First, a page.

Features

Google smartwatch tipped by June with Google Now focus

Google smartwatch tipped by June with Google Now focus

Google is targeting a March release for its own smartwatch, a Bluetooth LE wearable designed to work alongside an Android smartphone, though insiders on the project are reportedly pessimistic that the current timescale is realistic. Google has already pared back on the complexity of the design it's said, switching from a metal strap to a plastic one, but even so there's a strong possibility that the ship date could slip to June 2014 or see Google launch the gadget with even fewer features than initially intended.

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Samsung Gear 2 and Gear 2 Neo smartwatches official

Samsung Gear 2 and Gear 2 Neo smartwatches official

Samsung has revealed two new smartwatches, the Gear 2 and Gear 2 Neo, refining its original Galaxy Gear wearable and ditching Android for Tizen in the process. Revealed at MWC 2014, the Gear 2 and Gear 2 Neo each have a 1.63-inch 320 x 320 Super AMOLED display and run Samsung-led Tizen on a 1GHz dualcore processor. Differentiating the two is that the Neo lacks a camera, a 2-megapixel shooter which the Gear 2 integrates into its main body, not the strap as before.

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MWC 2014: The Phones, Tablets & Wearables to Expect

MWC 2014: The Phones, Tablets & Wearables to Expect

Mobile World Congress is upon us again, the cellularly-centric Barcelona show expected to see Nokia reveal its first Android device, Samsung its latest Galaxy flagship ahead of the iPhone 6 later this year, and wearables manufacturers further pitch the fast-growing segment. SlashGear is headed off to Spain to bring back all the details as they're announced, but we've already got a good idea of what we can expect and just how much of an impact it might make. Read on for our full pre-show guide!

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Has Casual Gaming Killed the AAA Blockbuster Console Game?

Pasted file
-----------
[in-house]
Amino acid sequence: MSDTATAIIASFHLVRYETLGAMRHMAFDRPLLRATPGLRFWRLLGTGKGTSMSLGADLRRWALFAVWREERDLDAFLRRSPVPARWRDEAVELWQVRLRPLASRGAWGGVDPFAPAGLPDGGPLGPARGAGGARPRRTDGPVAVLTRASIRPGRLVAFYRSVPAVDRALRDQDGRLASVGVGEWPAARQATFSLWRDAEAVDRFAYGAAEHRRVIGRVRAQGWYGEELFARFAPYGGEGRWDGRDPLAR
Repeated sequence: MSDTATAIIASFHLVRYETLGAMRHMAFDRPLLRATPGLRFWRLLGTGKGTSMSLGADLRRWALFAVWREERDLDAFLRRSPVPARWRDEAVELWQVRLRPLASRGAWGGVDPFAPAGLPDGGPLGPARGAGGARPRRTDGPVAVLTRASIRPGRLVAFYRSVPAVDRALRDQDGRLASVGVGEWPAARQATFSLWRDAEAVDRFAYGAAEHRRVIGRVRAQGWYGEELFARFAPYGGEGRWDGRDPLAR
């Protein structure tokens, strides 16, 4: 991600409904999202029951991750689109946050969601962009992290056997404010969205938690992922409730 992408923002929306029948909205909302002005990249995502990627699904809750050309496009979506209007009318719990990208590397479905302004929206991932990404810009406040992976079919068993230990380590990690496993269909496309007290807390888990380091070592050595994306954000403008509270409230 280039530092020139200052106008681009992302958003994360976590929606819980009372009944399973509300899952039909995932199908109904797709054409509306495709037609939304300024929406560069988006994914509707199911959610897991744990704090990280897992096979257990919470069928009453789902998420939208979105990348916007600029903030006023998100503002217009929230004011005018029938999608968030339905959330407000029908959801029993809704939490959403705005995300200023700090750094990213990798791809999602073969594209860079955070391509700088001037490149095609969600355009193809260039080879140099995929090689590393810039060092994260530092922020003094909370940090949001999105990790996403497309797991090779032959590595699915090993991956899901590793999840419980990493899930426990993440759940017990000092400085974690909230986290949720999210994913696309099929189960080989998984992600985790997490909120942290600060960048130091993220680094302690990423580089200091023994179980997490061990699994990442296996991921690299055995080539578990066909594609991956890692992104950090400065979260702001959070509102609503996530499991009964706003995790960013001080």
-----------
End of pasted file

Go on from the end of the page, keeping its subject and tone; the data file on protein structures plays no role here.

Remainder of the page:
Has Casual Gaming Killed the AAA Blockbuster Console Game?

The sheer amount of excitement surrounding Titanfall is enough to annoy any old-school, crotchety gamer like me who has watched the mighty fall and the seemingly insignificant rise. Titanfall supporters would have us believe that it's the next big franchise that will change the way we game for the next decade. And without a doubt, it'll perform well on store shelves at first. But whether the game will have the longevity to be a top-end title and franchise for the foreseeable future remains in doubt.

I don't say all of this because I don't think Titanfall could be a great game or that I have something against blockbuster titles. I've just come to realize over the last couple of years that the days of AAA blockbuster console games truly revolutionizing the way we play games might be dead.

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Nokia Lumia Icon Review

Nokia Lumia Icon Review

Verizon has needed a new Windows Phone 8 flagship, and Nokia was the obvious choice to deliver it. Don't mistake the Lumia Icon for a side-thought in Nokia's smartphone schemes, however. On paper, at least, it takes the key things we loved from AT&T's Lumia 1520, and distills them down to a more hand-friendly scale. Does reality live up to those high expectations? Read on for the SlashGear review.

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Kopin Pupil hands-on: Glass tech without geek looks

Kopin Pupil hands-on: Glass tech without geek looks

Kopin has revealed its latest wearable system, Pupil, a combination of a micro-display and voice control noise-cancellation system the company hopes will eventually be used in head-worn tech like Google's Glass. A reference design intending to show how wearable computing could be integrated into a design that's more palatable to the consumer market, Pupil isn't intended for the market in its current form, but is instead intended to showcase the fruits of Kopin's new partnership with Olympus in display technology. We caught up with Kopin to find out more.

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FCC isn’t giving up on Net Neutrality

FCC isn’t giving up on Net Neutrality

The FCC has outlined its reworked plan to achieve net neutrality, following its defeat in the federal courts last month, including the possibility of reclassifying ISPs altogether so as to force through rules. The Federal Communications Commission was told it did not have the authority to stop broadband providers like Verizon and Comcast from prioritizing select internet traffic or, conversely, slowing other traffic, but the court pointed out that it may already have the power in other ways under existing telecoms laws. Now, FCC Commissioner Tom Wheeler says he will "accept that invitation" from the court.

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